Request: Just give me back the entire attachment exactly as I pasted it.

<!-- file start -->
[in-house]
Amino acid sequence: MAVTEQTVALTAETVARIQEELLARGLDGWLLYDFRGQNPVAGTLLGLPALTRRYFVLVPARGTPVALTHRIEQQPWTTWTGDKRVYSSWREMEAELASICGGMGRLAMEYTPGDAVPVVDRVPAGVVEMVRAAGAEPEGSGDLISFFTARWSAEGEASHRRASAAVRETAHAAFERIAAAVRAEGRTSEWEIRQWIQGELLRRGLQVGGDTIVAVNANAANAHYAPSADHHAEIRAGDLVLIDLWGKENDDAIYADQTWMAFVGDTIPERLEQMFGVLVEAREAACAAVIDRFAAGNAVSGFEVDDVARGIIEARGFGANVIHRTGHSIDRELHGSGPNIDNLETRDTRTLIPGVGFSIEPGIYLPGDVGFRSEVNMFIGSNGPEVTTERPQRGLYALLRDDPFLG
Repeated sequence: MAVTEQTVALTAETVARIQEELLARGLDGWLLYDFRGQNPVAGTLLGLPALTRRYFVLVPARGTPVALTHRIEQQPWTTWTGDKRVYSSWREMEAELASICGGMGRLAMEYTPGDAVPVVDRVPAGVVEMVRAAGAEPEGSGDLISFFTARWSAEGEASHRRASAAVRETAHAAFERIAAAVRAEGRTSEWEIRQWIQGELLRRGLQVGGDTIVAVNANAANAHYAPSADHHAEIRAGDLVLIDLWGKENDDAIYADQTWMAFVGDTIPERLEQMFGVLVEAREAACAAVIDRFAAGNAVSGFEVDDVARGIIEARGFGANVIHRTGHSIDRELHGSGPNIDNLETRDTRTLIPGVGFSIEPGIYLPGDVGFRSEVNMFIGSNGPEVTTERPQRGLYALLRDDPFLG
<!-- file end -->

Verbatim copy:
[in-house]
Amino acid sequence: MAVTEQTVALTAETVARIQEELLARGLDGWLLYDFRGQNPVAGTLLGLPALTRRYFVLVPARGTPVALTHRIEQQPWTTWTGDKRVYSSWREMEAELASICGGMGRLAMEYTPGDAVPVVDRVPAGVVEMVRAAGAEPEGSGDLISFFTARWSAEGEASHRRASAAVRETAHAAFERIAAAVRAEGRTSEWEIRQWIQGELLRRGLQVGGDTIVAVNANAANAHYAPSADHHAEIRAGDLVLIDLWGKENDDAIYADQTWMAFVGDTIPERLEQMFGVLVEAREAACAAVIDRFAAGNAVSGFEVDDVARGIIEARGFGANVIHRTGHSIDRELHGSGPNIDNLETRDTRTLIPGVGFSIEPGIYLPGDVGFRSEVNMFIGSNGPEVTTERPQRGLYALLRDDPFLG
Repeated sequence: MAVTEQTVALTAETVARIQEELLARGLDGWLLYDFRGQNPVAGTLLGLPALTRRYFVLVPARGTPVALTHRIEQQPWTTWTGDKRVYSSWREMEAELASICGGMGRLAMEYTPGDAVPVVDRVPAGVVEMVRAAGAEPEGSGDLISFFTARWSAEGEASHRRASAAVRETAHAAFERIAAAVRAEGRTSEWEIRQWIQGELLRRGLQVGGDTIVAVNANAANAHYAPSADHHAEIRAGDLVLIDLWGKENDDAIYADQTWMAFVGDTIPERLEQMFGVLVEAREAACAAVIDRFAAGNAVSGFEVDDVARGIIEARGFGANVIHRTGHSIDRELHGSGPNIDNLETRDTRTLIPGVGFSIEPGIYLPGDVGFRSEVNMFIGSNGPEVTTERPQRGLYALLRDDPFLG